Nobody believes a myth like Star Wars or Harry Potter actually happened. That's the problem. We understand that these are fictional works created by people.

What about the Epic of Gilgamesh? Again, there is no confusion about whether it actually happened, but that poem is very old, at least as old as the bible.

The problem is, the west has become obsessed and fixated on one particular myth, the monotheism from Judaism and Christianity. The middle east has done the same with Islam. The confusion is categorical: without this obsession, nobody would believe that these works are literally true in the sense of reflecting objective history.

But that's what dogmatic religion has brought to us.


jmcsquared t1_iuz1uz3 wrote

The ideas you're hashing out sound to me like the ones that have already been analyzed - perhaps poorly - in the debate between Sam Harris, Jordan Peterson, and Bret Weinstein.

In short, is a linguistic error to claim that we should "believe" myth and metaphor.

We shouldn't really asking if myth and metaphor are "true" or if they should be "believed." The right question is, what do we call truths that are conveyed by myths, metaphors, and artistic fictions? The answer is clear: we call them moral lessons. A teenager might watch a film such as Star Wars and learn a lesson about redemption or bravery. That lesson manifests because it resonates in their psyche with an objective truth about human nature and life.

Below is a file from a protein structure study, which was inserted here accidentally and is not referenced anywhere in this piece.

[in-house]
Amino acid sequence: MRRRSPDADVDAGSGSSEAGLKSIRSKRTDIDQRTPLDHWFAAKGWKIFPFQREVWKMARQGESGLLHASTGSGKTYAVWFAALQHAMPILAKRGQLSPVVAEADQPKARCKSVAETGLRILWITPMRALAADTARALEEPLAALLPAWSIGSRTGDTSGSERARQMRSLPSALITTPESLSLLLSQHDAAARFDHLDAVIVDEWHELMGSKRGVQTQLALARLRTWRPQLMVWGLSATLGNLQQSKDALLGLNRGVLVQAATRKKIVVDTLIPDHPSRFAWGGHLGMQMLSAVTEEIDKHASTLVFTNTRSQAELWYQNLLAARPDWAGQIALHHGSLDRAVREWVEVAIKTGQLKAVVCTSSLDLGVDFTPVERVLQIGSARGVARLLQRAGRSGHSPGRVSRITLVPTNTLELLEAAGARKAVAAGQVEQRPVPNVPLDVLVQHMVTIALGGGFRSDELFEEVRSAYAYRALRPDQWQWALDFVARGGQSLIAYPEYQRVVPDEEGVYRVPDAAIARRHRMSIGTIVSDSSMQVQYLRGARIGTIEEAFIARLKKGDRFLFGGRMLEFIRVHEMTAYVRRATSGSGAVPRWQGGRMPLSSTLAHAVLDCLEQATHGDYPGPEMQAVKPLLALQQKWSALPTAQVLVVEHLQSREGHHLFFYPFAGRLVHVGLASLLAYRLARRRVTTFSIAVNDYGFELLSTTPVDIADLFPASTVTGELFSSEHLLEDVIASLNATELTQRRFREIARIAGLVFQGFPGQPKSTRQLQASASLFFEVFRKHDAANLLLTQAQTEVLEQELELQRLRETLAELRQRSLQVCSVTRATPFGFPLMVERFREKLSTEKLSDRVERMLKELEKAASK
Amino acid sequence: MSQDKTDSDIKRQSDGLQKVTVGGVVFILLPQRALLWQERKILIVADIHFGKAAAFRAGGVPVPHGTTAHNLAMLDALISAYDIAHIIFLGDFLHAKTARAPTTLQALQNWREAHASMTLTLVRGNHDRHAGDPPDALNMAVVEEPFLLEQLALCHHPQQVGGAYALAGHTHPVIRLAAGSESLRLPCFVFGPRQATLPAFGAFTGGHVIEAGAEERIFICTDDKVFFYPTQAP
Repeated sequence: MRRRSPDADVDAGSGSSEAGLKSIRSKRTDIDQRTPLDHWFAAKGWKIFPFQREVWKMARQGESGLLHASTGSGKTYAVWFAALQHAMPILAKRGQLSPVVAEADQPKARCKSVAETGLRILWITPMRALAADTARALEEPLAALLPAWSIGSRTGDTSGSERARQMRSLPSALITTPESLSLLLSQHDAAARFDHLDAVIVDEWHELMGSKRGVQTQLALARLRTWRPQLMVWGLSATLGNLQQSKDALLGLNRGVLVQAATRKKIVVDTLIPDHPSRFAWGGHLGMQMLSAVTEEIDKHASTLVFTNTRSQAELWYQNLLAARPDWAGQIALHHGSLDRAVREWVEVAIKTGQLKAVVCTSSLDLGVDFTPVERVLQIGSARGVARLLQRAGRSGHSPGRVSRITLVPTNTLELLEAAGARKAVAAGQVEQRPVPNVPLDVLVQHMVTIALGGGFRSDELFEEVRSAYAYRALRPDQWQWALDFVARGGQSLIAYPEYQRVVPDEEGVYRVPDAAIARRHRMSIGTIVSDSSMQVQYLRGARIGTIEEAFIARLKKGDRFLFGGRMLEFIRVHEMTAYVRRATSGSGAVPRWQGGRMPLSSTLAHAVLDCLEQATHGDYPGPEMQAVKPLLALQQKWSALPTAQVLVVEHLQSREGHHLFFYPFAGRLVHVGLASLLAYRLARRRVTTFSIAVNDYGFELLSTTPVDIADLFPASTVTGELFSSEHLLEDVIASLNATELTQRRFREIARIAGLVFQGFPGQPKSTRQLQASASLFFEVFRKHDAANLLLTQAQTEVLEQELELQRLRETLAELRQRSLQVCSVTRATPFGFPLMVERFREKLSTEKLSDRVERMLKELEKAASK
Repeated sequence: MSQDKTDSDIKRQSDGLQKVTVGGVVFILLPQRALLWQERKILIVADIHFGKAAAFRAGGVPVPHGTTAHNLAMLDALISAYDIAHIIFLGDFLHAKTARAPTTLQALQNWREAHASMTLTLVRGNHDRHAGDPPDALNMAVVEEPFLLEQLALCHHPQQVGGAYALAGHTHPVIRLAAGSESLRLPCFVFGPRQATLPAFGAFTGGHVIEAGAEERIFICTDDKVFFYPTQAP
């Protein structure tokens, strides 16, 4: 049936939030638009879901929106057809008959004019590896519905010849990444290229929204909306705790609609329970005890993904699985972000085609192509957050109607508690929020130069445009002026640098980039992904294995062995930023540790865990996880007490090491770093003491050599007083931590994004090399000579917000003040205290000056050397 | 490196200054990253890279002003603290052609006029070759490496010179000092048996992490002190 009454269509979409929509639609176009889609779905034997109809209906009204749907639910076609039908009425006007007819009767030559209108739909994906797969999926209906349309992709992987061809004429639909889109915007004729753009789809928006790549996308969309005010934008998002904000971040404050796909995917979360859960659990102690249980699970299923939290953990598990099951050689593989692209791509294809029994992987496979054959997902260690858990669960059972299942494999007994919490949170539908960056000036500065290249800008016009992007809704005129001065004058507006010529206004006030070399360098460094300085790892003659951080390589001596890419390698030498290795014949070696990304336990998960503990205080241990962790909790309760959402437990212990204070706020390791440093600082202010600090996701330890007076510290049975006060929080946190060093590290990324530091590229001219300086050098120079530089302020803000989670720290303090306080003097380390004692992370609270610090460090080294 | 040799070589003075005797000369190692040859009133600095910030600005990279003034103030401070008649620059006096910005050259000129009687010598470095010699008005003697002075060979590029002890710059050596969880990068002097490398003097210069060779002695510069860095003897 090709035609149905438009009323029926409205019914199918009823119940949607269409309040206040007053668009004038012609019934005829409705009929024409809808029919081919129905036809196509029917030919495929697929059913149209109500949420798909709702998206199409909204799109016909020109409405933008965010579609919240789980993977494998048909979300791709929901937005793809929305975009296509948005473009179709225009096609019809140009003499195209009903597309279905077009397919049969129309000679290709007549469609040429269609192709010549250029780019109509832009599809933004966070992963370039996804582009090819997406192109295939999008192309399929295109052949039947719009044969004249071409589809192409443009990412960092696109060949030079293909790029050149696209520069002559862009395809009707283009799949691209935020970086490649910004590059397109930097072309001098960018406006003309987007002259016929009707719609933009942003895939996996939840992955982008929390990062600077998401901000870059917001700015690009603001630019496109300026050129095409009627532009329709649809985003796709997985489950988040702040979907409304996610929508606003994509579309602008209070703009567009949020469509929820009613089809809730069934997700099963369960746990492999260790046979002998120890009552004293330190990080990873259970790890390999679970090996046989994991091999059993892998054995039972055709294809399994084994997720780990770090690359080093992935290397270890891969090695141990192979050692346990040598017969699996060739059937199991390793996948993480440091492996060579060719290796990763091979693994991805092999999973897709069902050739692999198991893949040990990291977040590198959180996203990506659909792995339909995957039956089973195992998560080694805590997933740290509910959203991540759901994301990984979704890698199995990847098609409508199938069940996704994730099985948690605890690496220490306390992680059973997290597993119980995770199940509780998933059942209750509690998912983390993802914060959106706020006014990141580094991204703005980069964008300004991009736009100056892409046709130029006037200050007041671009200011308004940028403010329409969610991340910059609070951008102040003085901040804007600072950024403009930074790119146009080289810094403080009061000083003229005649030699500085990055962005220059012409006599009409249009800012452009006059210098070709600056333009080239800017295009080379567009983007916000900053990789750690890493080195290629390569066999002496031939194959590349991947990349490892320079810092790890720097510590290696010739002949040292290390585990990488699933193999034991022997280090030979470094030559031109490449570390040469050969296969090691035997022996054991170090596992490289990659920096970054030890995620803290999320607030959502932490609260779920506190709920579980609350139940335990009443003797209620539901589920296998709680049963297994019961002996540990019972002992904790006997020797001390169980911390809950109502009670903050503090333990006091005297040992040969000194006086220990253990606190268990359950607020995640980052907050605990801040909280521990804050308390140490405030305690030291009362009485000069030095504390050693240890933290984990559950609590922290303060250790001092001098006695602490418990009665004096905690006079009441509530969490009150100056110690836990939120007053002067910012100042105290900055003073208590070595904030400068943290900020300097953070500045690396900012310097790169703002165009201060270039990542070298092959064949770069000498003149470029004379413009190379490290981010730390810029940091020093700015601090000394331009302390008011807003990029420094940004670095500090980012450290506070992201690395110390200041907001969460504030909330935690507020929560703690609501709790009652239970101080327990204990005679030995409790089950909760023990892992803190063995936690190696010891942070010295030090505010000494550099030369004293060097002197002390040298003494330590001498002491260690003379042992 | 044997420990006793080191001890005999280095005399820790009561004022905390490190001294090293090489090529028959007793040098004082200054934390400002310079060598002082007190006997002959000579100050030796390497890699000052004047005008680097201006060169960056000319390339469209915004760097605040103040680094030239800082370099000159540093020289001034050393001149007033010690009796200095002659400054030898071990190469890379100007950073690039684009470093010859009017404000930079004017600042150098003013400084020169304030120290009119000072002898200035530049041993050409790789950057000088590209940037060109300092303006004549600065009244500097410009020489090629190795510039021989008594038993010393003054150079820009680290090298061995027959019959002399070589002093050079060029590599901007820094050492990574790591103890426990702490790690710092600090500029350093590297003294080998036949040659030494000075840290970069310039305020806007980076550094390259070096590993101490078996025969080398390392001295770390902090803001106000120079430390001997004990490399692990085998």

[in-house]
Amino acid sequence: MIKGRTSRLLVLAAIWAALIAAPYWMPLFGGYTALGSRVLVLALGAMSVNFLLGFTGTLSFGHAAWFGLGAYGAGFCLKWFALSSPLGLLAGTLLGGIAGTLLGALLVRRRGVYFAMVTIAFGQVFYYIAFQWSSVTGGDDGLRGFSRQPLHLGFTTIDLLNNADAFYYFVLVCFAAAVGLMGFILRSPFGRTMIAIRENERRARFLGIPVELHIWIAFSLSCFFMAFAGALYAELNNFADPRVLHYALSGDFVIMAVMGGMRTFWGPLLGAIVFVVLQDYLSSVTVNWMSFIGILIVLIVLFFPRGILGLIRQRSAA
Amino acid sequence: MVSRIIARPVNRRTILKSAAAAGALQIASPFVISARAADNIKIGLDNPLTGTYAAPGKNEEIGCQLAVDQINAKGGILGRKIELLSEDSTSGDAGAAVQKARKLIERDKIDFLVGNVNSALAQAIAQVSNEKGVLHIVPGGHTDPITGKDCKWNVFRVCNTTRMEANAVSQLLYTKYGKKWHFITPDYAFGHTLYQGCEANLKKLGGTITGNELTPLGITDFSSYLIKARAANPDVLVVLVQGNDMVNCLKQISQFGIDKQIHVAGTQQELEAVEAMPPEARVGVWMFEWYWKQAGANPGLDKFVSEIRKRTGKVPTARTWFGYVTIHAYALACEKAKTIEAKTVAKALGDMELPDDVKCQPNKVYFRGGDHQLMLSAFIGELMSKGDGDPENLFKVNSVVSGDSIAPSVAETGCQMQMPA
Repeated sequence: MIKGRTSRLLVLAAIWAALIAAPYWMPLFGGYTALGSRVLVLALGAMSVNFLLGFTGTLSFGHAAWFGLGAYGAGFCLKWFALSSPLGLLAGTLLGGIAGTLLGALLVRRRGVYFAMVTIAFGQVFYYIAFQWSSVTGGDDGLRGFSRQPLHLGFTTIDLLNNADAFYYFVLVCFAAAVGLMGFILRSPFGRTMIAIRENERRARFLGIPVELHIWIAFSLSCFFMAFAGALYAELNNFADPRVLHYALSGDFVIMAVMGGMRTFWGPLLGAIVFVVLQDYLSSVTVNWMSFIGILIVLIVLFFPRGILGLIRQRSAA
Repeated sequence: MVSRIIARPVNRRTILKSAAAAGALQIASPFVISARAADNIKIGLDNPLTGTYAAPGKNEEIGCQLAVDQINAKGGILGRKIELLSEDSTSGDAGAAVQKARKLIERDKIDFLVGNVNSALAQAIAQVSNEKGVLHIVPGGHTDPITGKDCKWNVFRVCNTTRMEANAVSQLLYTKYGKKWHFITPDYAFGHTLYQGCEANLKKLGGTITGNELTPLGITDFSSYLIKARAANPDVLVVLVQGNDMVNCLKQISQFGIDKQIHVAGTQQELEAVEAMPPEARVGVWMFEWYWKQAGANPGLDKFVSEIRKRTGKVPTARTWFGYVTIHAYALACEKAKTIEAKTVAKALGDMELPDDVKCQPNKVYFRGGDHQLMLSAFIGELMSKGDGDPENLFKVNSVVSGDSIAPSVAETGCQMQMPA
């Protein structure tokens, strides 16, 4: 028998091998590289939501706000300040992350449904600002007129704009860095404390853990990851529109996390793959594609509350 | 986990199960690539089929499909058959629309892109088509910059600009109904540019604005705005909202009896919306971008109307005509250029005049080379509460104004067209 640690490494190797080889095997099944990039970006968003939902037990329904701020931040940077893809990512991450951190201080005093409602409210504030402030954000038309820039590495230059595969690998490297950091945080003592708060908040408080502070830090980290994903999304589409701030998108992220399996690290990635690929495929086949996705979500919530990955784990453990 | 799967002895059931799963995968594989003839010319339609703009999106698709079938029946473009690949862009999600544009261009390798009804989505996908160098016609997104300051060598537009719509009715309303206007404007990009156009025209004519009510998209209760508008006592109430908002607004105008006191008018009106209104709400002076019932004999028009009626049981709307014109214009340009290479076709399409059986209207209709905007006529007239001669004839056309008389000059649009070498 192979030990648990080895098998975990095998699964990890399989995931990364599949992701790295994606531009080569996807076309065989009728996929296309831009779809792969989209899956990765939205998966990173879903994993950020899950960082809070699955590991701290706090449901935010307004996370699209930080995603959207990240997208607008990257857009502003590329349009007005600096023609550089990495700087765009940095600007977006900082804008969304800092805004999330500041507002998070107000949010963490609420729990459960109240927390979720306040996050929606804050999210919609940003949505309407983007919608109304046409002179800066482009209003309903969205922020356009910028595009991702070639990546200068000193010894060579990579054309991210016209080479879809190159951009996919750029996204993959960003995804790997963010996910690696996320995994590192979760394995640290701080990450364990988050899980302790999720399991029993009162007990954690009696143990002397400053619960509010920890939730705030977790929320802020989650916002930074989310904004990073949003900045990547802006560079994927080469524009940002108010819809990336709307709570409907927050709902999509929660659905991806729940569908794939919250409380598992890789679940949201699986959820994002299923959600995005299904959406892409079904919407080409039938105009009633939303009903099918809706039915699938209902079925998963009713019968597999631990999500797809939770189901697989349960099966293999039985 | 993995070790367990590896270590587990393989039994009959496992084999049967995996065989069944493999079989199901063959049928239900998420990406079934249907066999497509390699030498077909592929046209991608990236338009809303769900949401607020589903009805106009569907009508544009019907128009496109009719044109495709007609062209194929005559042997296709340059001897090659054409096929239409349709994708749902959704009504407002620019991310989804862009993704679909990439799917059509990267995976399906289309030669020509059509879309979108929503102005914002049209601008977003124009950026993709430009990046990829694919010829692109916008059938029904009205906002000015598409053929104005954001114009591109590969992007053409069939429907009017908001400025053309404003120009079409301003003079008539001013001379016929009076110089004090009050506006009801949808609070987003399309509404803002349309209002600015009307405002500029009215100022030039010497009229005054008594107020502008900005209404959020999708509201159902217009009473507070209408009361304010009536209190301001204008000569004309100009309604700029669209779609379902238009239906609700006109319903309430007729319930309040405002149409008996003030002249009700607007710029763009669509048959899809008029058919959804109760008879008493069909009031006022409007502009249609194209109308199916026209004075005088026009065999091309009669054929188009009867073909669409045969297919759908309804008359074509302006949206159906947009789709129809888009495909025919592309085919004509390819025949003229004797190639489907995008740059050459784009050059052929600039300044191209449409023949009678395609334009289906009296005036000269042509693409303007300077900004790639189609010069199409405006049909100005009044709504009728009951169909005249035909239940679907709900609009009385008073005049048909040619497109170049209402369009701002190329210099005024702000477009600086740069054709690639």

This isn't confusing for most art and mythology because people usually understand which categories those genres of human creativity belong to. That, however, is obviously not true with religion. Seeing authoritative texts as myth and metaphor is simply not the way the majority of religious people read those texts. The can of worms that kind of thinking opens is postmodern: those metaphors are fundamentally subjective because it's not clear at all what objectivity it's conveying without a textual interpretation to view the bible's claims through.

What lessons one extracts from the bible depends crucially on what interpretation one uses to understand it. If someone attaches literal belief to it, that is going to produce very different results than someone who reads the bible in the same way one would watch Star Wars. There is no reason to believe practically anything in the bible actually happened. Now that of course doesn't prevent someone from viewing the bible as a mythology with metaphorical truths similar to a film or piece of artwork that one can extract lessons from. But that does not mean one believes it even in that sense, just as one would never say that one believes in Star Wars.

And even if one does try to see moral reality within images in the bible, that is extremely hard to do if one engages with what is actually in that barbaric text as honestly as is possible (unless one conveniently ignores those nasty sections about god engaging in actions such as genocide and genital mutilation, which is incidentally what many Christians resort to).